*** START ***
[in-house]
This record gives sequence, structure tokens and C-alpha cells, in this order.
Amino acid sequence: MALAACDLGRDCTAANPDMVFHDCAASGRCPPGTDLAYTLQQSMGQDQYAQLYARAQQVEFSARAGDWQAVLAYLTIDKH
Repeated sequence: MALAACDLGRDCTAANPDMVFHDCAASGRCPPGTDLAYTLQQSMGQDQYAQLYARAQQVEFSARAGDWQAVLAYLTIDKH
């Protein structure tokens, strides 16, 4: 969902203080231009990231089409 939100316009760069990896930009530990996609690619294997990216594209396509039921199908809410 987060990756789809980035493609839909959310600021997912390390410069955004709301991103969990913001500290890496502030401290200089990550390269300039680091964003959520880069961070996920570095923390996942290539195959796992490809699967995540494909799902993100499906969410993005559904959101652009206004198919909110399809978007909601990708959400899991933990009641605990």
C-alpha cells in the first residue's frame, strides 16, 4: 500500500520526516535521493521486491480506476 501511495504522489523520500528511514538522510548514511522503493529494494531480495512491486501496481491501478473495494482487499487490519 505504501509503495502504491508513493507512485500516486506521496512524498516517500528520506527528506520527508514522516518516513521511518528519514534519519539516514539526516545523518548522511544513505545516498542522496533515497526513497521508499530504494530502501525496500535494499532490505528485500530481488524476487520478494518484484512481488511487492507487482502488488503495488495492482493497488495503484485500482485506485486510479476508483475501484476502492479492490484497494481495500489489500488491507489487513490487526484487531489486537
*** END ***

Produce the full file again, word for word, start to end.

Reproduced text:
[in-house]
This record gives sequence, structure tokens and C-alpha cells, in this order.
Amino acid sequence: MALAACDLGRDCTAANPDMVFHDCAASGRCPPGTDLAYTLQQSMGQDQYAQLYARAQQVEFSARAGDWQAVLAYLTIDKH
Repeated sequence: MALAACDLGRDCTAANPDMVFHDCAASGRCPPGTDLAYTLQQSMGQDQYAQLYARAQQVEFSARAGDWQAVLAYLTIDKH
């Protein structure tokens, strides 16, 4: 969902203080231009990231089409 939100316009760069990896930009530990996609690619294997990216594209396509039921199908809410 987060990756789809980035493609839909959310600021997912390390410069955004709301991103969990913001500290890496502030401290200089990550390269300039680091964003959520880069961070996920570095923390996942290539195959796992490809699967995540494909799902993100499906969410993005559904959101652009206004198919909110399809978007909601990708959400899991933990009641605990």
C-alpha cells in the first residue's frame, strides 16, 4: 500500500520526516535521493521486491480506476 501511495504522489523520500528511514538522510548514511522503493529494494531480495512491486501496481491501478473495494482487499487490519 505504501509503495502504491508513493507512485500516486506521496512524498516517500528520506527528506520527508514522516518516513521511518528519514534519519539516514539526516545523518548522511544513505545516498542522496533515497526513497521508499530504494530502501525496500535494499532490505528485500530481488524476487520478494518484484512481488511487492507487482502488488503495488495492482493497488495503484485500482485506485486510479476508483475501484476502492479492490484497494481495500489489500488491507489487513490487526484487531489486537